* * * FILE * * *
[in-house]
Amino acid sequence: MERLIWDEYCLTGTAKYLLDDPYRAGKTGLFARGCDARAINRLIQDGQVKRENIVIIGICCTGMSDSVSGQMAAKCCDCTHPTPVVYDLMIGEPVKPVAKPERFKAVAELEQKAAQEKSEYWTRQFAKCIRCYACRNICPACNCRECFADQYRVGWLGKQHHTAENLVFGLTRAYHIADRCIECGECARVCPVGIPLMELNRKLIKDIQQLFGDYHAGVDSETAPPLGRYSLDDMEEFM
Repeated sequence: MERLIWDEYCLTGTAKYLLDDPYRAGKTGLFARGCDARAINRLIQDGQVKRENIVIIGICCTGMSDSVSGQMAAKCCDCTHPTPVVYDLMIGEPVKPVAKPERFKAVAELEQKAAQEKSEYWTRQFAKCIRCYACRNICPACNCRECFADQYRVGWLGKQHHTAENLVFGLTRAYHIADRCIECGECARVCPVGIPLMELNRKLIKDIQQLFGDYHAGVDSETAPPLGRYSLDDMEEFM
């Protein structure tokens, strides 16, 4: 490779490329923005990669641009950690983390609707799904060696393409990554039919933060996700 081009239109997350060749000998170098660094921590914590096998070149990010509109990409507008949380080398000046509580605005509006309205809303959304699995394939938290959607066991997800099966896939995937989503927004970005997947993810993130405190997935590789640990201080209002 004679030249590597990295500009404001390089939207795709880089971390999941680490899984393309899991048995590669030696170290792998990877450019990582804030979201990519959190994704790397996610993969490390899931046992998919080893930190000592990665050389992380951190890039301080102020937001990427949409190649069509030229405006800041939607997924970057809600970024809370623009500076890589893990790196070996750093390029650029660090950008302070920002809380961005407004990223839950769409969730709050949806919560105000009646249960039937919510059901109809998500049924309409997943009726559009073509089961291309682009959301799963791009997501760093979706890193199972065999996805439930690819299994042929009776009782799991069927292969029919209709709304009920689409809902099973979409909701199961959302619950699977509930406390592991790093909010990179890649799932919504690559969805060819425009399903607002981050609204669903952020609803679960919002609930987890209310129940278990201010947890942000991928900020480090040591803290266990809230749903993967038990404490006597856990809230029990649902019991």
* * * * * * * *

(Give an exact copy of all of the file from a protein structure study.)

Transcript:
[in-house]
Amino acid sequence: MERLIWDEYCLTGTAKYLLDDPYRAGKTGLFARGCDARAINRLIQDGQVKRENIVIIGICCTGMSDSVSGQMAAKCCDCTHPTPVVYDLMIGEPVKPVAKPERFKAVAELEQKAAQEKSEYWTRQFAKCIRCYACRNICPACNCRECFADQYRVGWLGKQHHTAENLVFGLTRAYHIADRCIECGECARVCPVGIPLMELNRKLIKDIQQLFGDYHAGVDSETAPPLGRYSLDDMEEFM
Repeated sequence: MERLIWDEYCLTGTAKYLLDDPYRAGKTGLFARGCDARAINRLIQDGQVKRENIVIIGICCTGMSDSVSGQMAAKCCDCTHPTPVVYDLMIGEPVKPVAKPERFKAVAELEQKAAQEKSEYWTRQFAKCIRCYACRNICPACNCRECFADQYRVGWLGKQHHTAENLVFGLTRAYHIADRCIECGECARVCPVGIPLMELNRKLIKDIQQLFGDYHAGVDSETAPPLGRYSLDDMEEFM
């Protein structure tokens, strides 16, 4: 490779490329923005990669641009950690983390609707799904060696393409990554039919933060996700 081009239109997350060749000998170098660094921590914590096998070149990010509109990409507008949380080398000046509580605005509006309205809303959304699995394939938290959607066991997800099966896939995937989503927004970005997947993810993130405190997935590789640990201080209002 004679030249590597990295500009404001390089939207795709880089971390999941680490899984393309899991048995590669030696170290792998990877450019990582804030979201990519959190994704790397996610993969490390899931046992998919080893930190000592990665050389992380951190890039301080102020937001990427949409190649069509030229405006800041939607997924970057809600970024809370623009500076890589893990790196070996750093390029650029660090950008302070920002809380961005407004990223839950769409969730709050949806919560105000009646249960039937919510059901109809998500049924309409997943009726559009073509089961291309682009959301799963791009997501760093979706890193199972065999996805439930690819299994042929009776009782799991069927292969029919209709709304009920689409809902099973979409909701199961959302619950699977509930406390592991790093909010990179890649799932919504690559969805060819425009399903607002981050609204669903952020609803679960919002609930987890209310129940278990201010947890942000991928900020480090040591803290266990809230749903993967038990404490006597856990809230029990649902019991």